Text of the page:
Sunday 18 February 2018

Paul Hayward: Chelsea feel Terry's absence on Luiz return

A bloody David Luiz of Chelsea looks on during the Premier League match between Chelsea and Liverpool. Photo: Getty
A bloody David Luiz of Chelsea looks on during the Premier League match between Chelsea and Liverpool. Photo: Getty

Paul Hayward

The shock of PSG paying £50 million for David Luiz was matched by Chelsea spending £32 million to bring him back.

Those not sold on Luiz's roaming defensive style felt that Chelsea had robbed the bank but felt so guilty they returned 60pc of the cash.

No modern footballer stares into such a gulf between personal achievement and public image. Luiz, now 29, and wearing 30 against Liverpool, is a Champions League winning centre-back who won two consecutive domestic trebles at PSG and was selected for Fifa's world team of the year in 2014, despite featuring in Brazil's 7-1 defeat to Germany in Belo Horizonte.

Yet the popular impression of him is a dilettante who gallops around the field like someone who sees actual defending as a restraint of trade.

He was in trouble half an hour before he returned to Chelsea's colours when Sky television pundits questioned his willingness to tweet so close to the kick-off: "Keep calm and start the countdown." Harmless enough. At least Luiz was excited. And he was not personally culpable when Liverpool took a chainsaw to Chelsea's defence, running up a 2-0 lead before Diego Costa narrowed the deficit after an hour. On the Chelsea side, scrutiny was better directed at Branislav Ivanovic, who was ragged, and Nemanja Matic.

Luiz's version of centre-back play is certainly elegant when it goes right. Within minutes of his "second debut" - if that phrase passes the grammar test - Luiz was chipping a nice diagonal pass on to the chest of Eden Hazard and bamboozling Daniel Sturridge as he dribbled the ball out of defence.

If they groaned in private when he rejoined the club on deadline day (a clear sign that he was not Chelsea's No 1 defensive target), the supporters went the other way when Luiz's name was read out. They cheered a prodigal figure they will always associate with the 2012 Champions League win in Munich. But they could all see the contradiction between Antonio Conte's belief in robust Italian defending and Luiz's nomadic tendencies.

As if to prove how tough he is really, Luiz soon had a bloody nose from a clash of heads with Liverpool's Sadio Mané, who was part of a forward line that would cause any defence problems - even without Roberto Firmino (injured).

The weekend's 4-1 victory over Leicester showed how rich Liverpool are in quick attacking talent. Mané and Sturridge were backed up here by Adam Lallana and Philippe Coutinho. So any assessment of Luiz's return ought to take account of the quality of the opposition, especially as Ivanovic (right-back) and Gary Cahill (centre-back) have been more up than down over the past 12 months.

Luiz was not directly to blame when a 16th-minute ball to Chelsea's far post found Dejan Lovren, who stroked it in, but Conte's whole back-four were oblivious to the danger of three red shirts appearing behind them.

Conte meanwhile was livid when Jordan Henderson was allowed to strike a Friday night frightener that flew into a top corner of Thibaut Courtois' net.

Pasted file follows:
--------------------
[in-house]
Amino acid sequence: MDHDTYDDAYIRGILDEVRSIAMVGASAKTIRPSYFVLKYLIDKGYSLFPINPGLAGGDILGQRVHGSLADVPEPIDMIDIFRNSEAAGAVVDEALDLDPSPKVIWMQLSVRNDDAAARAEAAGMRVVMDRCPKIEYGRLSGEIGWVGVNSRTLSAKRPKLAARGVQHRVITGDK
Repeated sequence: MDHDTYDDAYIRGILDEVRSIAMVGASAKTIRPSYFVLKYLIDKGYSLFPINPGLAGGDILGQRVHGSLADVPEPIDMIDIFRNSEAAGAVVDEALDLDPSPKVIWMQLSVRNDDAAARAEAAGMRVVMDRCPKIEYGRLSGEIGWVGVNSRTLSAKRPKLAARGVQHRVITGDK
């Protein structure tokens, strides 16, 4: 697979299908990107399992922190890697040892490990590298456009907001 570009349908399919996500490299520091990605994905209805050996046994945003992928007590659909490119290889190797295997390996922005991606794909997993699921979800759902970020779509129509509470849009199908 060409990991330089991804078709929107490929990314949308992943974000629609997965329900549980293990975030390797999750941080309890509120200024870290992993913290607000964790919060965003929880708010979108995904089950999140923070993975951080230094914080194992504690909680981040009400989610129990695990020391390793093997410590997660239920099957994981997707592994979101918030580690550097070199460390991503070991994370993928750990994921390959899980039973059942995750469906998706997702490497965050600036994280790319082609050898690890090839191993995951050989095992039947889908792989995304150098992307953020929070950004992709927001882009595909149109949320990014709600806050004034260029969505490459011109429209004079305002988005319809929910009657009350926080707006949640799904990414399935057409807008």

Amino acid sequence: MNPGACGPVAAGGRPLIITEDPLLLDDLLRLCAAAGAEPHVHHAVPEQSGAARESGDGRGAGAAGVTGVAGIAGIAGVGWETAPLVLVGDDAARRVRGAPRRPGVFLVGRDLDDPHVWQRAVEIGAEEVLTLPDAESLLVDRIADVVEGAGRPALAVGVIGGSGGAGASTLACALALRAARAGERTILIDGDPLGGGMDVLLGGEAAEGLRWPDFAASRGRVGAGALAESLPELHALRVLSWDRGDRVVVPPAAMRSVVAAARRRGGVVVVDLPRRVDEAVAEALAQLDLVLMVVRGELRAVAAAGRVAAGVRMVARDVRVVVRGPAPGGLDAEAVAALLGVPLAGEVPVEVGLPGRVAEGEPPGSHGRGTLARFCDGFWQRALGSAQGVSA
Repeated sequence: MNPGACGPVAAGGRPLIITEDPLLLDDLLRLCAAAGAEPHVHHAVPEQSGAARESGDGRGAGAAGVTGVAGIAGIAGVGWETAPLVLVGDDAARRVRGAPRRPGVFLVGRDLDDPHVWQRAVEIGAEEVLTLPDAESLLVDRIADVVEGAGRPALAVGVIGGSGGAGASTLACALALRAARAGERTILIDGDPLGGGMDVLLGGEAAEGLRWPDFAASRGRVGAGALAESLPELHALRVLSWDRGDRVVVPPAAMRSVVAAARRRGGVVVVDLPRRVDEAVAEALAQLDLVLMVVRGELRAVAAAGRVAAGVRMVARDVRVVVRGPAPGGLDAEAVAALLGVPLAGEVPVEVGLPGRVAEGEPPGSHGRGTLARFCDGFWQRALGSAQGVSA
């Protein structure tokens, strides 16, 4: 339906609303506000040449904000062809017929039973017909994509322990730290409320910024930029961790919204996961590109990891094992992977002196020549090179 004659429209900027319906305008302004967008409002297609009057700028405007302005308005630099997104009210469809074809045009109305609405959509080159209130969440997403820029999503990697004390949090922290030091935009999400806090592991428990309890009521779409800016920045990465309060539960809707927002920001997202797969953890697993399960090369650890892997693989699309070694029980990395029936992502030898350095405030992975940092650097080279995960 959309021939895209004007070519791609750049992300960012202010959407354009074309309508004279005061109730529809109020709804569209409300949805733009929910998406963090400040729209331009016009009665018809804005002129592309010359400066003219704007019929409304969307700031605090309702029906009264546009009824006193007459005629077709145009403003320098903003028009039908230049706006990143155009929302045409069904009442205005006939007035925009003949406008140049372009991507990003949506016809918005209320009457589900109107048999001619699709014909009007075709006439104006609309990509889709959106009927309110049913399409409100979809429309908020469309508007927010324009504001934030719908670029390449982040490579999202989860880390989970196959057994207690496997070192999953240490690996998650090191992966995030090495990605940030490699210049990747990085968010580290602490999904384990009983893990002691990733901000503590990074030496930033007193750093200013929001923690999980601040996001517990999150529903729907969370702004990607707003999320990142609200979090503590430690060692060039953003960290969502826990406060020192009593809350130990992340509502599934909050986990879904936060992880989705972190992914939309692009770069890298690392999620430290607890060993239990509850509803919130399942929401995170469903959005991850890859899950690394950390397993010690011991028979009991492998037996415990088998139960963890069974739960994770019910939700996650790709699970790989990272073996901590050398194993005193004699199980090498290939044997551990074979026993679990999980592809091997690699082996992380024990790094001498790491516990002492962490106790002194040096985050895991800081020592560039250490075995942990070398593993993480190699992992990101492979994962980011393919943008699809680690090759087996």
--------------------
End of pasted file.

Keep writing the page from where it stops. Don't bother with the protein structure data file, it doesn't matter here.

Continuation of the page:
To this point Chelsea were a remote second best, and defensively suspect, which had less to do with Luiz's presence than John Terry's absence. To Luiz's credit, he went hunting in Liverpool's penalty box at set-pieces.

Whatever he lacks, a winning appetite is not on the list.

He made his Chelsea debut of course five and a half years ago against the same opponents and there have been medals and trophies galore since then.

But there is no escaping the strangeness of his return, given that Conte has spoken about him the way he might a promising 18-year-old. This week the new manager said: "He's worked a lot on defensive situations and when we are in possession. I have confidence in him." When Luiz signed, Conte went further: "If someone thinks that this player loses his concentration during the game, my task is to improve him in that aspect."

In other words, bringing him back was a gamble after Chelsea tried and failed to recruit targets such as Napoli's Kalidou Koulibaly and Alessio Romagnoli of Milan.

He was in distinguished company. Didier Drogba, Alan Hudson, Charlie Cooke and Peter Osgood are among the 12 players who returned to Stamford Bridge for a second stint. Luiz, though, left to clean up with PSG in France without having a chance to say goodbye. He told the Chelsea matchday programme: "My relationship with everyone here was always amazing, with everyone working here and with the players, and I can feel the same respect and the same love now." There was love, yes, but there was also an ominous failure by Chelsea to match Liverpool's early energy and eagerness. On this evidence, they are still relying on a 35-year-old centre-back, Terry, to hold the back of the team together.

Nobody could accuse Luiz of returning to an easy life. In France, PSG crushed the domestic opposition. Here, Chelsea's reclaimed centre-back was re-learning how torrid life can be when big-name rivals come to your ground on song. At least Chelsea fought back. Like Jose Mourinho, further north, though, Conte is finding out who the passengers are. (© Daily Telegraph, London)

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